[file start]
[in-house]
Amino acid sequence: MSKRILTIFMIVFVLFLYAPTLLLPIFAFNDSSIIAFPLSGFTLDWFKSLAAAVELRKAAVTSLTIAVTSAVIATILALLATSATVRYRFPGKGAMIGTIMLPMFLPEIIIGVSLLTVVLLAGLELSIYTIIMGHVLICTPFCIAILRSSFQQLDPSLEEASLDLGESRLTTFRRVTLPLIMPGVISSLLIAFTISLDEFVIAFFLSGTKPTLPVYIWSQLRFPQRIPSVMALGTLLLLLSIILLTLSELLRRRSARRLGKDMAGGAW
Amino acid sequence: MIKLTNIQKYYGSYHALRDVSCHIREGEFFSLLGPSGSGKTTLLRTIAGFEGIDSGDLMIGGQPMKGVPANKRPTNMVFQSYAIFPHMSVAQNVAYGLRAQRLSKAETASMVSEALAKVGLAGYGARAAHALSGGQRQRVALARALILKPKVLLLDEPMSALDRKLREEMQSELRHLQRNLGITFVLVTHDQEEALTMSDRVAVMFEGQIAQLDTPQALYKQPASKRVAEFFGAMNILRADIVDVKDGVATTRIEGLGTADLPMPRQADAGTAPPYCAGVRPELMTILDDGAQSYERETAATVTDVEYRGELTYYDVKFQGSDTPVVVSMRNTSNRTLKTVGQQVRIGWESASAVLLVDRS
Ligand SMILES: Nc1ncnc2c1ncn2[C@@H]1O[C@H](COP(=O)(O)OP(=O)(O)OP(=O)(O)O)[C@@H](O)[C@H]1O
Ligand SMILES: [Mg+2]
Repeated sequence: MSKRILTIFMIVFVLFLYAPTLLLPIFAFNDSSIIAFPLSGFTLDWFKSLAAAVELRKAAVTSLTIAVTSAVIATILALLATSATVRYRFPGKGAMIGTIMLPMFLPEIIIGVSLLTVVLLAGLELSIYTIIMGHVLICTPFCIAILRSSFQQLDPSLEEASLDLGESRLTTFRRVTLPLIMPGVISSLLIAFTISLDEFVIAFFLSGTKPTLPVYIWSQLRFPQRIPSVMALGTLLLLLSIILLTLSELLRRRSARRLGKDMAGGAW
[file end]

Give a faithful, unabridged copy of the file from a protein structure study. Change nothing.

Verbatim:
[in-house]
Amino acid sequence: MSKRILTIFMIVFVLFLYAPTLLLPIFAFNDSSIIAFPLSGFTLDWFKSLAAAVELRKAAVTSLTIAVTSAVIATILALLATSATVRYRFPGKGAMIGTIMLPMFLPEIIIGVSLLTVVLLAGLELSIYTIIMGHVLICTPFCIAILRSSFQQLDPSLEEASLDLGESRLTTFRRVTLPLIMPGVISSLLIAFTISLDEFVIAFFLSGTKPTLPVYIWSQLRFPQRIPSVMALGTLLLLLSIILLTLSELLRRRSARRLGKDMAGGAW
Amino acid sequence: MIKLTNIQKYYGSYHALRDVSCHIREGEFFSLLGPSGSGKTTLLRTIAGFEGIDSGDLMIGGQPMKGVPANKRPTNMVFQSYAIFPHMSVAQNVAYGLRAQRLSKAETASMVSEALAKVGLAGYGARAAHALSGGQRQRVALARALILKPKVLLLDEPMSALDRKLREEMQSELRHLQRNLGITFVLVTHDQEEALTMSDRVAVMFEGQIAQLDTPQALYKQPASKRVAEFFGAMNILRADIVDVKDGVATTRIEGLGTADLPMPRQADAGTAPPYCAGVRPELMTILDDGAQSYERETAATVTDVEYRGELTYYDVKFQGSDTPVVVSMRNTSNRTLKTVGQQVRIGWESASAVLLVDRS
Ligand SMILES: Nc1ncnc2c1ncn2[C@@H]1O[C@H](COP(=O)(O)OP(=O)(O)OP(=O)(O)O)[C@@H](O)[C@H]1O
Ligand SMILES: [Mg+2]
Repeated sequence: MSKRILTIFMIVFVLFLYAPTLLLPIFAFNDSSIIAFPLSGFTLDWFKSLAAAVELRKAAVTSLTIAVTSAVIATILALLATSATVRYRFPGKGAMIGTIMLPMFLPEIIIGVSLLTVVLLAGLELSIYTIIMGHVLICTPFCIAILRSSFQQLDPSLEEASLDLGESRLTTFRRVTLPLIMPGVISSLLIAFTISLDEFVIAFFLSGTKPTLPVYIWSQLRFPQRIPSVMALGTLLLLLSIILLTLSELLRRRSARRLGKDMAGGAW